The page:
Uphill battle against ‘sea snot’ partially pays off in Turkey

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Marine mucilage, or “sea snot” as it is better known, has proven catastrophic for Turkey’s Marmara Sea. The landlocked sea has seen fish turning up dead with oxygen levels at the bottom exhausted by the masses of widespread microorganisms. After months of heightening concerns, there is hope after all, although experts are cautious regarding an “ecological disaster”, Trend reports citing Daily Sabah.

A clean-up campaign launched by the government last week collected more than 2,600 cubic meters of mucilage from the sea, while authorities fined 51 facilities for pollution, which is one of the two culprits along with climate change. Elsewhere, a team of scientists from Istanbul University managed to clean the mucilage by introducing marine bacteria within its natural environment. A harbor in Istanbul’s Yenikapı, where the mucilage was widespread, was surrounded by barriers to “capture” the sea snot. A type of bacteria extracted from the sea whose metabolic properties could decompose the mucilage was then used in the area every morning and evening. After a few days, scientists discovered that the mucilage formation had completely disappeared.

In the meantime, researchers have extended their work on mucilage to the bottom of the Marmara for a better understanding of how the sea snot, which was not unprecedented in terms of existence but overwhelming this year, thrives in the sea. A research vessel operated by the Middle East Technical University (METU) will investigate the effects of sea snot at the lowest point in the Marmara at 1,210 meters (3,970 feet).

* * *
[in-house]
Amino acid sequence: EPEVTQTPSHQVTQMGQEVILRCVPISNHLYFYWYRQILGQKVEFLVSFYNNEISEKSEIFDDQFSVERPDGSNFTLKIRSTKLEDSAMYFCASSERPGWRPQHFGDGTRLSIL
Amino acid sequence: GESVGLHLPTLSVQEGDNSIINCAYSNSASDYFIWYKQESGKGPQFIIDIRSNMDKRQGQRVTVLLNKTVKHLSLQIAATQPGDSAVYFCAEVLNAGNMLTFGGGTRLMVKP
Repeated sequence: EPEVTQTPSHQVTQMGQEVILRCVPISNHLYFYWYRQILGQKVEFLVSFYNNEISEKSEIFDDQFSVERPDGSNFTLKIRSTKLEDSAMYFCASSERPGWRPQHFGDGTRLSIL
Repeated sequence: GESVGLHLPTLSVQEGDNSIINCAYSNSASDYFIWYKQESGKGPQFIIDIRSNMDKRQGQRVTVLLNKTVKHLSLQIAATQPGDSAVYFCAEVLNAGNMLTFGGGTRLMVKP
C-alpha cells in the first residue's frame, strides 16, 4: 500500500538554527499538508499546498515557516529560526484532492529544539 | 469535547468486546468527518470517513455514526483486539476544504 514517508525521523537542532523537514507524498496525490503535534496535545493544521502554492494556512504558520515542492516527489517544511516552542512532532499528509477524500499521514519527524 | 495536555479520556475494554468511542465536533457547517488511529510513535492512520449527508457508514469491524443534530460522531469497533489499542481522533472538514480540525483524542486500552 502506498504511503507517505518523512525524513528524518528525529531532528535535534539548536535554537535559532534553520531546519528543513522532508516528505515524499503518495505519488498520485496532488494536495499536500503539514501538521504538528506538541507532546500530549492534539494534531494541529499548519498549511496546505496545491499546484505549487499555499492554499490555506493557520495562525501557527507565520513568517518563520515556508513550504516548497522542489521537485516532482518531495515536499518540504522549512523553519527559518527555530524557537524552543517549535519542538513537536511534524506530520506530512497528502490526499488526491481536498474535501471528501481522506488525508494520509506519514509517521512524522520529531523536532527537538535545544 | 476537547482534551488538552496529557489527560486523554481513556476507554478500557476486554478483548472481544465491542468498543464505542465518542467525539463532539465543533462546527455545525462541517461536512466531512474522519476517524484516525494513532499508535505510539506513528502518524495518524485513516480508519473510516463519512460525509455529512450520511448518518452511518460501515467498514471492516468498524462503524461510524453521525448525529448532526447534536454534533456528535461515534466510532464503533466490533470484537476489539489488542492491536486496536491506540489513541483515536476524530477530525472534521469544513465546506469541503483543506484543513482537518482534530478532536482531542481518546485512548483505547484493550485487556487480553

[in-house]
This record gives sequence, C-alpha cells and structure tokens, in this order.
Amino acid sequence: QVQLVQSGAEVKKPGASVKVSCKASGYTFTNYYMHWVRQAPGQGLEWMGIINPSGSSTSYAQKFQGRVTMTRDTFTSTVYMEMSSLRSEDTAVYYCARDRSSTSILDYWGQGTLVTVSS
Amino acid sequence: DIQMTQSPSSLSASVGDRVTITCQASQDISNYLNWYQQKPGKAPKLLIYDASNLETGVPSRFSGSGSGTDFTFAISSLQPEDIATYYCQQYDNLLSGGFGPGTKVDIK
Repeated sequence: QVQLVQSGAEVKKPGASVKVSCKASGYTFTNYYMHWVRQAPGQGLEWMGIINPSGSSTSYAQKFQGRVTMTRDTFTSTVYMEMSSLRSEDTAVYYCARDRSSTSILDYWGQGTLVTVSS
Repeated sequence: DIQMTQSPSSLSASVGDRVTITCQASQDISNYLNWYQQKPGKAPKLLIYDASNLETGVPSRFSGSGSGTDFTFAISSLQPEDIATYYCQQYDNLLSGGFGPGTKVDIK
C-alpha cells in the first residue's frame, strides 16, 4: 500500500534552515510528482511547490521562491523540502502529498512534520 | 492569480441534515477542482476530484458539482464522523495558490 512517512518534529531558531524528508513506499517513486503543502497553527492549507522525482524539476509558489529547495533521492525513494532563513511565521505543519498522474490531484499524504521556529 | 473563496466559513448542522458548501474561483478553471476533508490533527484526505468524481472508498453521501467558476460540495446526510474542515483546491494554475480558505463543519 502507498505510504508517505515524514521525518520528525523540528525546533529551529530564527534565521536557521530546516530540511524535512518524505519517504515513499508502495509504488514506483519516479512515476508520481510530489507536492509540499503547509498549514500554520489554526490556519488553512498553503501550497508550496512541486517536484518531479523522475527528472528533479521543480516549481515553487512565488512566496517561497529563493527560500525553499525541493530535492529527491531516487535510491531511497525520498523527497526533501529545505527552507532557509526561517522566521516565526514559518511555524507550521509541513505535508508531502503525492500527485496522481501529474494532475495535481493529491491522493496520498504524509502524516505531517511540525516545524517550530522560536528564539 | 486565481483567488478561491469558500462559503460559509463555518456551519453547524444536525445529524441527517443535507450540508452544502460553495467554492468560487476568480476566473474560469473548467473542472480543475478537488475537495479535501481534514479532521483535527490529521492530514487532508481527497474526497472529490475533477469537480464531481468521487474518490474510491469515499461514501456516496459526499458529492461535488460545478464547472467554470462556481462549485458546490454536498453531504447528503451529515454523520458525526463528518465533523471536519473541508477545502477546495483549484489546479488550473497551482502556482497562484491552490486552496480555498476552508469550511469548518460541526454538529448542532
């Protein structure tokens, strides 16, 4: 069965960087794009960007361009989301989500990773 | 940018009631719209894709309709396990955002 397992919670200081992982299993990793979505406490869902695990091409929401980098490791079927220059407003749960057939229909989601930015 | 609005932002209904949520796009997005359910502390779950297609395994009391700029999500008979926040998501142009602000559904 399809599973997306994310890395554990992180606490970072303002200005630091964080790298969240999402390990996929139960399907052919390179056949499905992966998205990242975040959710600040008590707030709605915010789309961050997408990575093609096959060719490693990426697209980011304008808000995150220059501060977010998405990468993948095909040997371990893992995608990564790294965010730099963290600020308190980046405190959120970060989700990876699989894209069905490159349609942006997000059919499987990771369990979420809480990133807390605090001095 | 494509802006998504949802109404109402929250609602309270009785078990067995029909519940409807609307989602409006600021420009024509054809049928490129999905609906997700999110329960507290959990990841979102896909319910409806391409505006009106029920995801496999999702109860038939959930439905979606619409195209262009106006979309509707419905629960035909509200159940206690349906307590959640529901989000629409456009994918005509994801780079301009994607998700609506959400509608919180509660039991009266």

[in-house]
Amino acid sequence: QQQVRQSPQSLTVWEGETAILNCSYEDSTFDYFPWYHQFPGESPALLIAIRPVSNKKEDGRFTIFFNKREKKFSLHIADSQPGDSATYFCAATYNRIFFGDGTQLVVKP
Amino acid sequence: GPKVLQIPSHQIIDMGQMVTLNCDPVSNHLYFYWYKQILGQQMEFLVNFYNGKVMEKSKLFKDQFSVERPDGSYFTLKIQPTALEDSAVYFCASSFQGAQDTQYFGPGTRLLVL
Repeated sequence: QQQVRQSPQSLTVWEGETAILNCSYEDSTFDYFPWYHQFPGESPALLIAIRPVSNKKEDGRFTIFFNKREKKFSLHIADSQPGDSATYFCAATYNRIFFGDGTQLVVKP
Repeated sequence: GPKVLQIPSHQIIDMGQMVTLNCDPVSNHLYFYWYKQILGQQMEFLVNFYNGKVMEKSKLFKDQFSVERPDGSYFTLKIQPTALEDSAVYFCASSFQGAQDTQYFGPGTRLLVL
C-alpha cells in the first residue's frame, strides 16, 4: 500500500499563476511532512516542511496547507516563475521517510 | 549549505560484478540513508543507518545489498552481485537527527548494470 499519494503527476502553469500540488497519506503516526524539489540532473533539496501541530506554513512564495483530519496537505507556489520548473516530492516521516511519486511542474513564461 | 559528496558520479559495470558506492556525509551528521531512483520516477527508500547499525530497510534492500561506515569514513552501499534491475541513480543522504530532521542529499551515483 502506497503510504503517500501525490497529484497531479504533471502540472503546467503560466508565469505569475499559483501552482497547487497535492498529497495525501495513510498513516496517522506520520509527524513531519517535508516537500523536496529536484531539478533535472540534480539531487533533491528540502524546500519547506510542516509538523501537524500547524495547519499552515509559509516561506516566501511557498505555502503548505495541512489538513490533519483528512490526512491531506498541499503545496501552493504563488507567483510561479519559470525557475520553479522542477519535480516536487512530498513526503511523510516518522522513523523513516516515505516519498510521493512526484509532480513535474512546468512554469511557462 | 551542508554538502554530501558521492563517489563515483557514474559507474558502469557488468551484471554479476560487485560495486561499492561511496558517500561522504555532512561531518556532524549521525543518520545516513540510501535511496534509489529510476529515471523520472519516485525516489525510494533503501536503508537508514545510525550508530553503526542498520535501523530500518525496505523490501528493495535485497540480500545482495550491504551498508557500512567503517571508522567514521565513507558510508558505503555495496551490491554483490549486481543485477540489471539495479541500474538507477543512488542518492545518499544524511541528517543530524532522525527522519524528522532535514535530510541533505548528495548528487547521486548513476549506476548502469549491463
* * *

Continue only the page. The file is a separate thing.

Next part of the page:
The vessel Bilim-2 (Science-2) collects data from 100 stations in the Marmara. Scientists will focus their research on the depths of the sea, especially on the formation of hydrogen sulfide.

Speaking to Anadolu Agency (AA), Mustafa Yücel, deputy director of the METU Institute of Marine Sciences, said samples taken by a water measuring device from 100 different stations, including the Istanbul and Çanakkale straits, are analyzed in the laboratory of the Bilim-2. Yücel said they have recently focused their work on the examination of the samples at the METU Institute of Marine Sciences laboratory in the Erdemli district of Mersin province and on a study to create a high-resolution digital model of the sea as part of the MARMOD Project. Underlining the importance of the digital model, Yucel said: “By looking at this model, it will be decided to what extent the reduction of the loads in the sea will affect the cleanliness. Therefore, the creation of the digital model will affect the decisions to be made for the oxygen in the Marmara.”